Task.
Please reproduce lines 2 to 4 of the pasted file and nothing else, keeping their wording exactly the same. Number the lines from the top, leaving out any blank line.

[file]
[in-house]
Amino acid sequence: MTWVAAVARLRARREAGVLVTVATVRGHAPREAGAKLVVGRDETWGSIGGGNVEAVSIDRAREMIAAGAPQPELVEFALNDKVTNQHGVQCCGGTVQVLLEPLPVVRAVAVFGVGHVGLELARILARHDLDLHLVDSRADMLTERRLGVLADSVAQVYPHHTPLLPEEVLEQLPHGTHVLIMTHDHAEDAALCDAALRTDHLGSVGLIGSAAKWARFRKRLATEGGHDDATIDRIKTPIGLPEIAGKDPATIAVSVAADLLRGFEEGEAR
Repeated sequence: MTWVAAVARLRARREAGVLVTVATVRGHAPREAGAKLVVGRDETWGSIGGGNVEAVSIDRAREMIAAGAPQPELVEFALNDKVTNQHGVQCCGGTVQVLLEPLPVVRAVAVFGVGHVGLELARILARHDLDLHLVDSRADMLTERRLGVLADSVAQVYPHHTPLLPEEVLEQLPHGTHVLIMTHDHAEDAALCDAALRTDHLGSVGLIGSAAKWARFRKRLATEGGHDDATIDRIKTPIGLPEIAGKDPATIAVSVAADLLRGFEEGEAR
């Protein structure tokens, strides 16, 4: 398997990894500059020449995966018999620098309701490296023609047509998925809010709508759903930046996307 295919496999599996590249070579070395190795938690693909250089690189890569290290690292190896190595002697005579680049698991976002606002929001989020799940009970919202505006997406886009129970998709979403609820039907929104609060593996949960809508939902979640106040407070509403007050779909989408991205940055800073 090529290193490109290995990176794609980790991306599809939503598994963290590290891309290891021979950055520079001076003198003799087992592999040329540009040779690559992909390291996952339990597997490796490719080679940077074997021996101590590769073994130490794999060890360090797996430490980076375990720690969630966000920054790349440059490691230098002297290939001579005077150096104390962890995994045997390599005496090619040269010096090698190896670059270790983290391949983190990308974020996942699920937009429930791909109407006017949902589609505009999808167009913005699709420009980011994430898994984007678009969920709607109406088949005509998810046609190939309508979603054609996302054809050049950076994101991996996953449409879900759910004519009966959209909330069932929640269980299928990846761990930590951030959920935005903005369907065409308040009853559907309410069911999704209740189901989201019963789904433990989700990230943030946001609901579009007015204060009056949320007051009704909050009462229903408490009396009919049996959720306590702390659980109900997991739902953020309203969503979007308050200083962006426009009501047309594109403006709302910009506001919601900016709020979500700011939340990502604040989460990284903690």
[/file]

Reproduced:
Amino acid sequence: MTWVAAVARLRARREAGVLVTVATVRGHAPREAGAKLVVGRDETWGSIGGGNVEAVSIDRAREMIAAGAPQPELVEFALNDKVTNQHGVQCCGGTVQVLLEPLPVVRAVAVFGVGHVGLELARILARHDLDLHLVDSRADMLTERRLGVLADSVAQVYPHHTPLLPEEVLEQLPHGTHVLIMTHDHAEDAALCDAALRTDHLGSVGLIGSAAKWARFRKRLATEGGHDDATIDRIKTPIGLPEIAGKDPATIAVSVAADLLRGFEEGEAR
Repeated sequence: MTWVAAVARLRARREAGVLVTVATVRGHAPREAGAKLVVGRDETWGSIGGGNVEAVSIDRAREMIAAGAPQPELVEFALNDKVTNQHGVQCCGGTVQVLLEPLPVVRAVAVFGVGHVGLELARILARHDLDLHLVDSRADMLTERRLGVLADSVAQVYPHHTPLLPEEVLEQLPHGTHVLIMTHDHAEDAALCDAALRTDHLGSVGLIGSAAKWARFRKRLATEGGHDDATIDRIKTPIGLPEIAGKDPATIAVSVAADLLRGFEEGEAR
């Protein structure tokens, strides 16, 4: 398997990894500059020449995966018999620098309701490296023609047509998925809010709508759903930046996307 295919496999599996590249070579070395190795938690693909250089690189890569290290690292190896190595002697005579680049698991976002606002929001989020799940009970919202505006997406886009129970998709979403609820039907929104609060593996949960809508939902979640106040407070509403007050779909989408991205940055800073 090529290193490109290995990176794609980790991306599809939503598994963290590290891309290891021979950055520079001076003198003799087992592999040329540009040779690559992909390291996952339990597997490796490719080679940077074997021996101590590769073994130490794999060890360090797996430490980076375990720690969630966000920054790349440059490691230098002297290939001579005077150096104390962890995994045997390599005496090619040269010096090698190896670059270790983290391949983190990308974020996942699920937009429930791909109407006017949902589609505009999808167009913005699709420009980011994430898994984007678009969920709607109406088949005509998810046609190939309508979603054609996302054809050049950076994101991996996953449409879900759910004519009966959209909330069932929640269980299928990846761990930590951030959920935005903005369907065409308040009853559907309410069911999704209740189901989201019963789904433990989700990230943030946001609901579009007015204060009056949320007051009704909050009462229903408490009396009919049996959720306590702390659980109900997991739902953020309203969503979007308050200083962006426009009501047309594109403006709302910009506001919601900016709020979500700011939340990502604040989460990284903690």